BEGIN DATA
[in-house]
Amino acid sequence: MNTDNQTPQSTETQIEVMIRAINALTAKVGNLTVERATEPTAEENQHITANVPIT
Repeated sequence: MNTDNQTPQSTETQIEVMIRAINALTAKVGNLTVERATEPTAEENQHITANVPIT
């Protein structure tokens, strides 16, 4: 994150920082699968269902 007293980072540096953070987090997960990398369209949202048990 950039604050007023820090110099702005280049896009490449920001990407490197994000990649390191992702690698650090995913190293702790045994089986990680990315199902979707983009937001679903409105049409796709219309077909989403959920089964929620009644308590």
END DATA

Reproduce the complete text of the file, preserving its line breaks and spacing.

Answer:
[in-house]
Amino acid sequence: MNTDNQTPQSTETQIEVMIRAINALTAKVGNLTVERATEPTAEENQHITANVPIT
Repeated sequence: MNTDNQTPQSTETQIEVMIRAINALTAKVGNLTVERATEPTAEENQHITANVPIT
């Protein structure tokens, strides 16, 4: 994150920082699968269902 007293980072540096953070987090997960990398369209949202048990 950039604050007023820090110099702005280049896009490449920001990407490197994000990649390191992702690698650090995913190293702790045994089986990680990315199902979707983009937001679903409105049409796709219309077909989403959920089964929620009644308590």